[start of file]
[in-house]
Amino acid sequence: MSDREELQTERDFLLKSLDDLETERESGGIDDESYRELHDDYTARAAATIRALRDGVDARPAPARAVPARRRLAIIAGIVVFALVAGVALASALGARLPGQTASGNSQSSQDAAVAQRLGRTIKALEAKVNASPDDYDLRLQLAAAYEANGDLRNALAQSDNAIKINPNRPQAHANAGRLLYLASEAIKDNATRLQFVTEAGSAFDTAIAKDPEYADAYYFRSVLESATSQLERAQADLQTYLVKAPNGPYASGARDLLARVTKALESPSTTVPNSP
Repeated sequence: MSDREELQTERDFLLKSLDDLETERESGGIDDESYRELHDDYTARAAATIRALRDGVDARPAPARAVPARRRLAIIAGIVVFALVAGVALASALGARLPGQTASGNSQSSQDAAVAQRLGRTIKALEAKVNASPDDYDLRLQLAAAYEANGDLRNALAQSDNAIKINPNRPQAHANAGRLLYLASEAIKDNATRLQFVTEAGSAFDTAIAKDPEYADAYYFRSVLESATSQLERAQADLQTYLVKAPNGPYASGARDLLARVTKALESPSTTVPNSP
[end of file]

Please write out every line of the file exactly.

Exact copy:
[in-house]
Amino acid sequence: MSDREELQTERDFLLKSLDDLETERESGGIDDESYRELHDDYTARAAATIRALRDGVDARPAPARAVPARRRLAIIAGIVVFALVAGVALASALGARLPGQTASGNSQSSQDAAVAQRLGRTIKALEAKVNASPDDYDLRLQLAAAYEANGDLRNALAQSDNAIKINPNRPQAHANAGRLLYLASEAIKDNATRLQFVTEAGSAFDTAIAKDPEYADAYYFRSVLESATSQLERAQADLQTYLVKAPNGPYASGARDLLARVTKALESPSTTVPNSP
Repeated sequence: MSDREELQTERDFLLKSLDDLETERESGGIDDESYRELHDDYTARAAATIRALRDGVDARPAPARAVPARRRLAIIAGIVVFALVAGVALASALGARLPGQTASGNSQSSQDAAVAQRLGRTIKALEAKVNASPDDYDLRLQLAAAYEANGDLRNALAQSDNAIKINPNRPQAHANAGRLLYLASEAIKDNATRLQFVTEAGSAFDTAIAKDPEYADAYYFRSVLESATSQLERAQADLQTYLVKAPNGPYASGARDLLARVTKALESPSTTVPNSP